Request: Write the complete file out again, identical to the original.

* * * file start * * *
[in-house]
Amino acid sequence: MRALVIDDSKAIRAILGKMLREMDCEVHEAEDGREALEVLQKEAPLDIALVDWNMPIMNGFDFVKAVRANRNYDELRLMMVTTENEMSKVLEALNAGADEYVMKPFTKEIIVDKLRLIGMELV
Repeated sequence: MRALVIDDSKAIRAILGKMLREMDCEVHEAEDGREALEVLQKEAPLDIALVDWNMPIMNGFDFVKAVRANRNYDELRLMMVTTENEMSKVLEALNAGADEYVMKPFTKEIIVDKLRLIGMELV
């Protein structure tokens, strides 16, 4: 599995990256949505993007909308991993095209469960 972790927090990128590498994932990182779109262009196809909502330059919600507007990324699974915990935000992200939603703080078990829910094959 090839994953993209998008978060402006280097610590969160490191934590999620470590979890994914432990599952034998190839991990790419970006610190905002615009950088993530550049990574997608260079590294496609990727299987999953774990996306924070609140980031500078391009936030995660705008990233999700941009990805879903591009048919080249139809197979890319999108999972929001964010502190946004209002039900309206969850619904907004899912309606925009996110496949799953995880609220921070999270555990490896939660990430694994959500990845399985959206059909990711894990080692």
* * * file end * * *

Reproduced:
[in-house]
Amino acid sequence: MRALVIDDSKAIRAILGKMLREMDCEVHEAEDGREALEVLQKEAPLDIALVDWNMPIMNGFDFVKAVRANRNYDELRLMMVTTENEMSKVLEALNAGADEYVMKPFTKEIIVDKLRLIGMELV
Repeated sequence: MRALVIDDSKAIRAILGKMLREMDCEVHEAEDGREALEVLQKEAPLDIALVDWNMPIMNGFDFVKAVRANRNYDELRLMMVTTENEMSKVLEALNAGADEYVMKPFTKEIIVDKLRLIGMELV
């Protein structure tokens, strides 16, 4: 599995990256949505993007909308991993095209469960 972790927090990128590498994932990182779109262009196809909502330059919600507007990324699974915990935000992200939603703080078990829910094959 090839994953993209998008978060402006280097610590969160490191934590999620470590979890994914432990599952034998190839991990790419970006610190905002615009950088993530550049990574997608260079590294496609990727299987999953774990996306924070609140980031500078391009936030995660705008990233999700941009990805879903591009048919080249139809197979890319999108999972929001964010502190946004209002039900309206969850619904907004899912309606925009996110496949799953995880609220921070999270555990490896939660990430694994959500990845399985959206059909990711894990080692």